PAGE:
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Ancient Pottery: A Brief History to Pottery Art

ancient pottery

Table of Contents

We never stop learning. Even if we have years developing some technique, if we have gathered a lot of knowledge of different aspects of some topic, discipline or matter, there is always something we are missing. The world, life and nature are always changing, and technologies, materials, and perspectives are with them too. Art is not the exception, but, yes, it is the constant. Such is the case with ancient pottery art.

But how did it all start?

Prehistoric pottery 

When we talk about prehistoric times a bunch of images could come to mind. We imagine humans gathering and organizing to hunt and recollect vegetables and fruits. We also could think of humans reuniting around fires and sleeping in caves. Usually, we do not imagine humans making pottery, but this activity embraces how ancient humans played with the earth.

Pottery is actually the first synthetic material ever made by humans, in the sense that every other material manipulated by humans was never subjected to any physical or chemical process in order to change or preserve its desired state. Pottery, then, refers to objects crafted with clay that go through a molding, drying and either firing or baking process to fix their form. 

You have probably heard, read or discussed about human discovery of fire. This subject matter interests both experts and researchers such as historians, biologists, anthropologists, and other scientists, and both non specialists, since knowledge of how humans discovered fire, or, more precisely, managed the controlled use of fire, allows us to understand much of mankind´s behavior and evolutionary process.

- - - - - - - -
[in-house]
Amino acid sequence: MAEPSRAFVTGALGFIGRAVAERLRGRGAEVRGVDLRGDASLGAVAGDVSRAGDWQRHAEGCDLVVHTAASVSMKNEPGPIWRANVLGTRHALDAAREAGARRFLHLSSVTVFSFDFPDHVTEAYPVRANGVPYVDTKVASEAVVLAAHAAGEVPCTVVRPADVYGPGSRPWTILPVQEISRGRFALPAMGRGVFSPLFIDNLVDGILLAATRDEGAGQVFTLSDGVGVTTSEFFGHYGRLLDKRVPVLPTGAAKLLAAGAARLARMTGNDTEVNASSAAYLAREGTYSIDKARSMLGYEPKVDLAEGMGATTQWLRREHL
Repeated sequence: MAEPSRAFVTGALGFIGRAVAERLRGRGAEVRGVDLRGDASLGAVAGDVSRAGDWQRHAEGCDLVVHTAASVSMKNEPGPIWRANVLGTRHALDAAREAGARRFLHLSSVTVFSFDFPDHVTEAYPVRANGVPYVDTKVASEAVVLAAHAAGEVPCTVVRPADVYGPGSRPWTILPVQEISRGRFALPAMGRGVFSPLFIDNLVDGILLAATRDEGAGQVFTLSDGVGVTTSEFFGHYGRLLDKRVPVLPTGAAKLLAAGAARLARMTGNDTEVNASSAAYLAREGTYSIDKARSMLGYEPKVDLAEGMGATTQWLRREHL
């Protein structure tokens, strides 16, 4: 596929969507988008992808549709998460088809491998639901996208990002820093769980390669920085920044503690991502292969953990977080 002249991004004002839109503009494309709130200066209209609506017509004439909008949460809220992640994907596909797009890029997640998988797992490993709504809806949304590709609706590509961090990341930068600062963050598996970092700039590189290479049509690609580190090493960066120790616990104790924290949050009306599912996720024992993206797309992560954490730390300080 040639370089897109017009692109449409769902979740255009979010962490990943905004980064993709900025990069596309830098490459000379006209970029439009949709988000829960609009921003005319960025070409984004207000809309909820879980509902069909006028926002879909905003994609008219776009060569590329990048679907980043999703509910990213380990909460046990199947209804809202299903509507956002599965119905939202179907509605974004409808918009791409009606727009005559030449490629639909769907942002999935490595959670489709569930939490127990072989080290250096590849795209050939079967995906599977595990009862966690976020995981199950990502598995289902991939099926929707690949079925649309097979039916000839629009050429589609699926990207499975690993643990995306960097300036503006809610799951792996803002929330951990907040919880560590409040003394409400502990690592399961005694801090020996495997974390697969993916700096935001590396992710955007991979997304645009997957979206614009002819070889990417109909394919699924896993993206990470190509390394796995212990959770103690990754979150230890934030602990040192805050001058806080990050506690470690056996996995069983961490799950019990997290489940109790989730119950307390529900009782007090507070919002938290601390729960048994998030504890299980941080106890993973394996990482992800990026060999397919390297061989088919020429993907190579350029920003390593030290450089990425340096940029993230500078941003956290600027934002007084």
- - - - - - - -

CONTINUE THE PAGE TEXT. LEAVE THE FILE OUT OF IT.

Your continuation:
This too has to do with the evolution of art itself. In fact, it has to do with, maybe, everything that implies human evolution. In the matter of physiology, cultural structuration, survival and life span, development of the brain mass and its different functionalities, and of course mistic, religious, artistic and esoteric practices, which in many cases led to the first approaches to science and the realization and transcendence of arts.

Fire is not to be taken for granted. Fire allows us to produce energy in the form of light and heat, we can cook plants, animals, roots, fruits and many other edible things you could imagine. We can clean areas where we want to plant and keep predator animals away, as well as function as a social element, serving as a meeting place to meditate and bring the tribe together. 

Fire allowed ages to evolve parallel to us, as we forged, treated, and modified stone, metal, glass, and, of course, clay. Clay is actually the first material humans transmuted into another material, that is, pottery. Without the controlled use of fire humans would probably never have gotten out of the hunting and gathering practices

Humans around the world made little by little progress on managing the controlled use of fire. First, they used fire in opportunistic ways: picking it up from natural occurrences, like lightning strikes, meteor impacts or lighted gas leaks to the atmosphere. Then, they probably learned how to maintain fire with animal manure or greases, as well as vegetal resins or oils.